Not intended to be criticism, but it’s criticism—we need some dadgum help. We go on the road and we play, and they people are screaming like banshees or something, and today is was like every time I yelled at a player they turned around and looked at me. I yelled at a player Wednesday night, and they never even knew I was over there frickin’ yelling at them—thought I was doing exercises. So if you want to act like I’m chastising the fans, just tell them to come in and invest. We need some help when we come play back here. We’ve been on the road four out of five games, we come back—Joel (Berry) couldn’t play, we didn’t know if we were going to have Brice (Johnson), and we need some help so show up with your lungs rested on—when do we play again? Tuesday night.

Everybody’s in the locker room—I know because all my coaches agreed with me. Steve (Robinson) is trying to get me to calm down, but we need some more support. My gosh, we are trying to honor the greatest coach I’ve ever been around and maybe one of the greatest individuals I’ve ever known. I can understand if you didn’t recognize it because it is sort of went quickly—and its nice that we got a backdoor lay-up—but don’t sit over there and feel like we have to entertain you; this is a team thing. Now, does anybody want to ask me more questions about the game, now that I’ve got off that soapbox?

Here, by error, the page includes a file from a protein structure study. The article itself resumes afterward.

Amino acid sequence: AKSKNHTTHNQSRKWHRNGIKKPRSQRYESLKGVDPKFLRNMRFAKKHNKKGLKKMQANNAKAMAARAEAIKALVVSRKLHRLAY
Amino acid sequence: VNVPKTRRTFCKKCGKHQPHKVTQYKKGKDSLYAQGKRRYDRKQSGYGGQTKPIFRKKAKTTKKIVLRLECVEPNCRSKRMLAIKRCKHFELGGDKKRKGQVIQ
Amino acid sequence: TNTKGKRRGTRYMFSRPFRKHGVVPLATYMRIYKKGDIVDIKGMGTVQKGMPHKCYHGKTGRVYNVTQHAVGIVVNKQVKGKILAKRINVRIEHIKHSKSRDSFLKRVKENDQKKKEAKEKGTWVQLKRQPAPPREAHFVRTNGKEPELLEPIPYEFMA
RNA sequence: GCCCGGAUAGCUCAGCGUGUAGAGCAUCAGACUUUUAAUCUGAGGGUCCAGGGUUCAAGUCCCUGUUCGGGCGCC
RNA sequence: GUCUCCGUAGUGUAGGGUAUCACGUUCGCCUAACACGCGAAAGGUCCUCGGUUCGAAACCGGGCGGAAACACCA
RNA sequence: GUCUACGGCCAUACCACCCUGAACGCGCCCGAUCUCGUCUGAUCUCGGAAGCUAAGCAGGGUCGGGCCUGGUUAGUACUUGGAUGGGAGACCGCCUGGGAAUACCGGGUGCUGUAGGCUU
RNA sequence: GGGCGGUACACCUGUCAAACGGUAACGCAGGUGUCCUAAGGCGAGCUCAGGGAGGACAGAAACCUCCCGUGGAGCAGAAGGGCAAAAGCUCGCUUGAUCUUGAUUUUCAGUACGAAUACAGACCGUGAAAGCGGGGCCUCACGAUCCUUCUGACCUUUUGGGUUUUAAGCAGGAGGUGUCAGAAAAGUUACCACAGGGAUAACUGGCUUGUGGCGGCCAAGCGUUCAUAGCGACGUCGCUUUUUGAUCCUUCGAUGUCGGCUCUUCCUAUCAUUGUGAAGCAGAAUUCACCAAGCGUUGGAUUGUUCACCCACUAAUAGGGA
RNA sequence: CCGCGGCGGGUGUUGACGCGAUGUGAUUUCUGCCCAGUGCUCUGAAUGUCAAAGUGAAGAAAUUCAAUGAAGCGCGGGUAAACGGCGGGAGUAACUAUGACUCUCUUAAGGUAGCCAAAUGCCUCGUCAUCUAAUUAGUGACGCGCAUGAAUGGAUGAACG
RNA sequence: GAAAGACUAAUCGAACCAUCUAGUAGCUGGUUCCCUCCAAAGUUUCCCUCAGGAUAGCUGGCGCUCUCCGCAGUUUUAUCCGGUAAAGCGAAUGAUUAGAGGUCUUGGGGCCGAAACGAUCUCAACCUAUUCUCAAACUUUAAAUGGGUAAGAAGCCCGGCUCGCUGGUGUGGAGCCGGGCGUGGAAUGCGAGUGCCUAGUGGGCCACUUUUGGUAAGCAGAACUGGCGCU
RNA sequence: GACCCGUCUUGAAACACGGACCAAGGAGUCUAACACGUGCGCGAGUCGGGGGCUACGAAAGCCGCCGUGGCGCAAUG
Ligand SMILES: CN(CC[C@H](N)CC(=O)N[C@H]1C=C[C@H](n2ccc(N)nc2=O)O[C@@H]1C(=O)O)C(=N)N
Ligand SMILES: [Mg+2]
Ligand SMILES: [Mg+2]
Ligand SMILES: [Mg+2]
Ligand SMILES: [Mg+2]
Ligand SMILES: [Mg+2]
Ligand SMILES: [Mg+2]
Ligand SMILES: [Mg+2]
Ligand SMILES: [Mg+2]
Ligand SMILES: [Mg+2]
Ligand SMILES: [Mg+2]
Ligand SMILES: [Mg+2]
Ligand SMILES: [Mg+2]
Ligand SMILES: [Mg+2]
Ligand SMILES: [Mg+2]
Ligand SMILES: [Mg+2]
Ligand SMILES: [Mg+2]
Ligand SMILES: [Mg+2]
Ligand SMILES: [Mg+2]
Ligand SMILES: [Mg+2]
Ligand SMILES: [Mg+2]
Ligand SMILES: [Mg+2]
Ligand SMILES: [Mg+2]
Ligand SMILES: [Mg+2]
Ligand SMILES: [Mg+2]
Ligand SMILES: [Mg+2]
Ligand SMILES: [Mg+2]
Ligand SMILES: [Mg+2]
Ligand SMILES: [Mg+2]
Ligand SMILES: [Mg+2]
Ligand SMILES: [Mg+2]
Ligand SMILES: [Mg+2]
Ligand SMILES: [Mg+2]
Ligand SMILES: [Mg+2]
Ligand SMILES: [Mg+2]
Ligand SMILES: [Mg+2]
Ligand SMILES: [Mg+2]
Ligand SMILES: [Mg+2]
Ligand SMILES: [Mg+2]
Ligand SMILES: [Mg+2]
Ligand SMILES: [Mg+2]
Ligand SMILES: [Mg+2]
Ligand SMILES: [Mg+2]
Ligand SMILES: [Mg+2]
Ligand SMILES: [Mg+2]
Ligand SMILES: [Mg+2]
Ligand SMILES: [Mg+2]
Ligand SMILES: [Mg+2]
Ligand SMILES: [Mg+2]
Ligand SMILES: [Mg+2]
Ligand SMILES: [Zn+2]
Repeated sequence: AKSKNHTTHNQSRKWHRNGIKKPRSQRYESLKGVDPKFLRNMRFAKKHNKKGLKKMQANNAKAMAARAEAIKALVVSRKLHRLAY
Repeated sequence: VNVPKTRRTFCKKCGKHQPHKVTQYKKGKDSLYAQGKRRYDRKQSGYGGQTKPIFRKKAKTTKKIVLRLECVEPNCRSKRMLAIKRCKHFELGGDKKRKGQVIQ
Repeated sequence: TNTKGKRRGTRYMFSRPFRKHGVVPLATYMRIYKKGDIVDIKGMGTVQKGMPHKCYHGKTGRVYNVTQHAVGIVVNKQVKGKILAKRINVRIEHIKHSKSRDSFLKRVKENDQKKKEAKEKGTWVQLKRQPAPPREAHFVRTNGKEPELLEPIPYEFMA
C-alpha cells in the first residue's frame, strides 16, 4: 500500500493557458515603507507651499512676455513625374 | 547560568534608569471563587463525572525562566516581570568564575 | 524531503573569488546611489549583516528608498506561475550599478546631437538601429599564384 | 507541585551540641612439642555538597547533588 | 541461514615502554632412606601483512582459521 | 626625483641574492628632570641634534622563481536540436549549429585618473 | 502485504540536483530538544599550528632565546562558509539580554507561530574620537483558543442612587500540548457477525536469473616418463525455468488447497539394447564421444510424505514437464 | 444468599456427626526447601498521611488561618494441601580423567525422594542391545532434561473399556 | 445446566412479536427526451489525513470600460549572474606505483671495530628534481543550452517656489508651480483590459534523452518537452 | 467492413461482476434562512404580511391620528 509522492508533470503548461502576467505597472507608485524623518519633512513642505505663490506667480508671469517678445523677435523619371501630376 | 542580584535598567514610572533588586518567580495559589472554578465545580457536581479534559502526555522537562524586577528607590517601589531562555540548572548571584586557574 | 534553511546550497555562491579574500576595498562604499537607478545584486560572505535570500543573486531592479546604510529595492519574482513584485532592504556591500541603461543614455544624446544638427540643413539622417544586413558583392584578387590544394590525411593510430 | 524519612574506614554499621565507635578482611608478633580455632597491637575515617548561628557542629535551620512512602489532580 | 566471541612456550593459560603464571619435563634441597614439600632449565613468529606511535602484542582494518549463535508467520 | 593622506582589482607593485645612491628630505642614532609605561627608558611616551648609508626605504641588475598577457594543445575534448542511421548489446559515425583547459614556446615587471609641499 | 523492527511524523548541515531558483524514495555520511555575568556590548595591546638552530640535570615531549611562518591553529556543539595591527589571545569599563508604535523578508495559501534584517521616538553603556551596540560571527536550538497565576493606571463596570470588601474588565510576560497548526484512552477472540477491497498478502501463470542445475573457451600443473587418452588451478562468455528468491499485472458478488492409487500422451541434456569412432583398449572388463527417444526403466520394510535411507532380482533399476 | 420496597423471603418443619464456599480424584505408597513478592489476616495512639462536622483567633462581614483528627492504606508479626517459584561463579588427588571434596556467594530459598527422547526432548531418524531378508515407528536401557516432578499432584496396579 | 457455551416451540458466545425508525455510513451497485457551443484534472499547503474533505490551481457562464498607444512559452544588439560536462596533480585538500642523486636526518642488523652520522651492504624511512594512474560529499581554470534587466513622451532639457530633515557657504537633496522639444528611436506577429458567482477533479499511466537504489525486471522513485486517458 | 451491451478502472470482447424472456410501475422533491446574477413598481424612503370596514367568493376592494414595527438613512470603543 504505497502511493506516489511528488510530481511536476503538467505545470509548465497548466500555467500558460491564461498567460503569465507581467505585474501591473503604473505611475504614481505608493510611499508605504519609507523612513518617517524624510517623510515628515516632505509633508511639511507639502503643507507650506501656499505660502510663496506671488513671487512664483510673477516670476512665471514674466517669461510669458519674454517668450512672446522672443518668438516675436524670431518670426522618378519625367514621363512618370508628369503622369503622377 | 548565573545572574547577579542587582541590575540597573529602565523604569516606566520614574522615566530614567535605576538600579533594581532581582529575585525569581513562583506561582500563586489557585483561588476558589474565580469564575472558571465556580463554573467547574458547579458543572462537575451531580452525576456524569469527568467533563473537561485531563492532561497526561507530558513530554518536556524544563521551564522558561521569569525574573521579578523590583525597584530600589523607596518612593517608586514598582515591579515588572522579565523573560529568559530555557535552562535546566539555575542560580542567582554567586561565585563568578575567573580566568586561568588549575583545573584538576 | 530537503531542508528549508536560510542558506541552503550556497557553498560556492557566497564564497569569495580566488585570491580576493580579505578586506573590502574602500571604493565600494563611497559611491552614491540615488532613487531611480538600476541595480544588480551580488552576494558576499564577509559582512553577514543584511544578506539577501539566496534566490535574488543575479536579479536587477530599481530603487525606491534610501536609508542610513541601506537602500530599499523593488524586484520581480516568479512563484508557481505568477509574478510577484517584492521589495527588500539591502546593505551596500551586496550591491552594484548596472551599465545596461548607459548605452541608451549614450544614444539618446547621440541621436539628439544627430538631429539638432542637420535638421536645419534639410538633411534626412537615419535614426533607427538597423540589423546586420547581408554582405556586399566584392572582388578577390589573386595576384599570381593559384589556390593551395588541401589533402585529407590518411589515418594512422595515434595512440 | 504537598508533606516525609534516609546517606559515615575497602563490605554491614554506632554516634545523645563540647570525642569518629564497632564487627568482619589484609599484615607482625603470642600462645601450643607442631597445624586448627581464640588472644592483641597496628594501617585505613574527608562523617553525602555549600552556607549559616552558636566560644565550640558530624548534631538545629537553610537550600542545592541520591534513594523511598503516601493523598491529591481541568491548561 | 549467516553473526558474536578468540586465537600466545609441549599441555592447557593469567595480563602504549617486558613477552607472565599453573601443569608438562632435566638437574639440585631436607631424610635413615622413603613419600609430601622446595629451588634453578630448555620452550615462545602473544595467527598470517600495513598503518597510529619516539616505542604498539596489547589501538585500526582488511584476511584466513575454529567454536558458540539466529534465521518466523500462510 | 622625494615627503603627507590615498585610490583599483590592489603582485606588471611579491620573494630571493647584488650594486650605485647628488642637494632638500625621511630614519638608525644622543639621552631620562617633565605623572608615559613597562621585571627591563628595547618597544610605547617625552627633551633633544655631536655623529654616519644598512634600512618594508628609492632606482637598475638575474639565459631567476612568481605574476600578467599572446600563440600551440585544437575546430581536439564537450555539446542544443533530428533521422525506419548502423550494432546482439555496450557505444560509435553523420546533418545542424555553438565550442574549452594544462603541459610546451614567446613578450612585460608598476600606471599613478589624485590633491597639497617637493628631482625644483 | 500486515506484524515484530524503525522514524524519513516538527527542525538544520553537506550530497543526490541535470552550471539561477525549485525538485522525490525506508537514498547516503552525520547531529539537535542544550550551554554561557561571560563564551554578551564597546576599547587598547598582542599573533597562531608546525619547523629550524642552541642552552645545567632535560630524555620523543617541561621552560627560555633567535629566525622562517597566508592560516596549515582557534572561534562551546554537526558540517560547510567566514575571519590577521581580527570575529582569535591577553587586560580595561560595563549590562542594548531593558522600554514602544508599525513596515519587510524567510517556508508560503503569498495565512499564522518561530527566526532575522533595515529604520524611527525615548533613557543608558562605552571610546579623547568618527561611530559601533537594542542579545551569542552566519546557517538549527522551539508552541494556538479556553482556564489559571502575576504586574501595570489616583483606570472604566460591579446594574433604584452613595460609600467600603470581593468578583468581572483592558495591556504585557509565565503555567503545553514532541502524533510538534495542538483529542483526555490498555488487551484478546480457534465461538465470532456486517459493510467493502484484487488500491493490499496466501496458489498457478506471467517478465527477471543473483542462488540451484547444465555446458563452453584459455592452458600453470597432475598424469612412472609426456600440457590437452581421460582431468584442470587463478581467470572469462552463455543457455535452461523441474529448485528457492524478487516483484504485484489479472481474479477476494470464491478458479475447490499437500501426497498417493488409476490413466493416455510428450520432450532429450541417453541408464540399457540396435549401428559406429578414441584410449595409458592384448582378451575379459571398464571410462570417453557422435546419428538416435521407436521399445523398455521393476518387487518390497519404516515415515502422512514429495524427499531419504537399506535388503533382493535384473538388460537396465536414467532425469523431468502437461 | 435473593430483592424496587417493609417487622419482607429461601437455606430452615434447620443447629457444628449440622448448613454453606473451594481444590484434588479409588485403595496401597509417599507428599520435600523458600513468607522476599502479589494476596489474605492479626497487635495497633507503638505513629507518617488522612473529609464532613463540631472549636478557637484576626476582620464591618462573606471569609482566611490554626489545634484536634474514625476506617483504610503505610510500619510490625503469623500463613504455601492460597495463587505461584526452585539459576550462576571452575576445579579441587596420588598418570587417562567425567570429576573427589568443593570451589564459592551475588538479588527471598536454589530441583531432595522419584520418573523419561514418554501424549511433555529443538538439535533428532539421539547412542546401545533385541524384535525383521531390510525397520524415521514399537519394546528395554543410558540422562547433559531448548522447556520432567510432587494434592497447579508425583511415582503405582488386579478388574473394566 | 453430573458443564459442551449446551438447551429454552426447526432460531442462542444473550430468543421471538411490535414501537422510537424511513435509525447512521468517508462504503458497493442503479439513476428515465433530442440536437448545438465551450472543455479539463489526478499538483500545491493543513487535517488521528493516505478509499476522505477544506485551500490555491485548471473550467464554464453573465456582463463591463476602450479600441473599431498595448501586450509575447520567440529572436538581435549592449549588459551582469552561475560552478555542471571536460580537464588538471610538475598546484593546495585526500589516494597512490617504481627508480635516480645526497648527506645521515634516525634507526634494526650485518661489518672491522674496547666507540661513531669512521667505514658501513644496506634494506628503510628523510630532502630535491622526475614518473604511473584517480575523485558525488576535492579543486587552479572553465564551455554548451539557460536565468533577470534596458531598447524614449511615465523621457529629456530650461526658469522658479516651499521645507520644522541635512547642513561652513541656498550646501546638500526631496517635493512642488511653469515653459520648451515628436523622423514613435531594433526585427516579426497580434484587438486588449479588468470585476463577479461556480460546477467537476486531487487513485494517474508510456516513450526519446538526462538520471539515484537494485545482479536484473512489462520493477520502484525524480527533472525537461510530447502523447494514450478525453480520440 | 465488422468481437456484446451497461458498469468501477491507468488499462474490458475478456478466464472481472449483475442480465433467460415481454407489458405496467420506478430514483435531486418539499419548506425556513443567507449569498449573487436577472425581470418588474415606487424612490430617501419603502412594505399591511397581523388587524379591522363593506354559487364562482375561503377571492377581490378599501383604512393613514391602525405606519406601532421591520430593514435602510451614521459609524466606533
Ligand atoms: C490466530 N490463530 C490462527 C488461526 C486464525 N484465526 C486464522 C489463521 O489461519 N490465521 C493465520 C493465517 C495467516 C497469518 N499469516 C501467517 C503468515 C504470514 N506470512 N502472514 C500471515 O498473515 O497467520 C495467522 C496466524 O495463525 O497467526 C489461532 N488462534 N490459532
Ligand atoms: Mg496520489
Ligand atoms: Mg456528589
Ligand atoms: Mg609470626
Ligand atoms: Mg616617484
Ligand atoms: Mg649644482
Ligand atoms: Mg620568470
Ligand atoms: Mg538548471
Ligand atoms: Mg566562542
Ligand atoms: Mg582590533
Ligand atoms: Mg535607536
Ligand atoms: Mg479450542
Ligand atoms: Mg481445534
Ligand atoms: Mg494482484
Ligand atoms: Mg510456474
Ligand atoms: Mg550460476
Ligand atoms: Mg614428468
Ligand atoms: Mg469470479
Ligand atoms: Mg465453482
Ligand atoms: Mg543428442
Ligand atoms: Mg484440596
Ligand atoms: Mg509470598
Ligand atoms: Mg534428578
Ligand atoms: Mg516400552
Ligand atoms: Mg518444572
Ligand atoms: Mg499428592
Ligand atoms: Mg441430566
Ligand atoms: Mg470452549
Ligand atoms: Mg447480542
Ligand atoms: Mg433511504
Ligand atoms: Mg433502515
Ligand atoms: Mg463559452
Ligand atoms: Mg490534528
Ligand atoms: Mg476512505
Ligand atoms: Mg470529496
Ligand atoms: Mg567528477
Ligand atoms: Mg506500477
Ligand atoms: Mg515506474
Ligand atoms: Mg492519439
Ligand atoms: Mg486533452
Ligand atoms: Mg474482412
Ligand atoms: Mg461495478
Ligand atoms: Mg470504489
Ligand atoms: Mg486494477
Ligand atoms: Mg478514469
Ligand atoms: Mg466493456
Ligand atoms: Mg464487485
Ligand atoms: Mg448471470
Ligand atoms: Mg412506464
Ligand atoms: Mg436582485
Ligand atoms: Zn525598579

How much have you practiced the Four Corners, how often did you guys do that?

I’m such a great coach, we walked through it one time yesterday, and I guarded Marcus. That’s it.

I drew it up on the board. Had some people watching practice yesterday and I waited—we went in the locker room, waited five minutes until everybody left, and went back out to make sure nobody was there because I wanted it to be something very sincere from our team. The University of North Carolina Basketball TEAM—to Coach Dean Smith. And so we didn’t want anybody sending out a dadgum Twitter or fax or whatever the dickens would go on. I wanted it to be something from my team to Coach Smith, and that worked out great.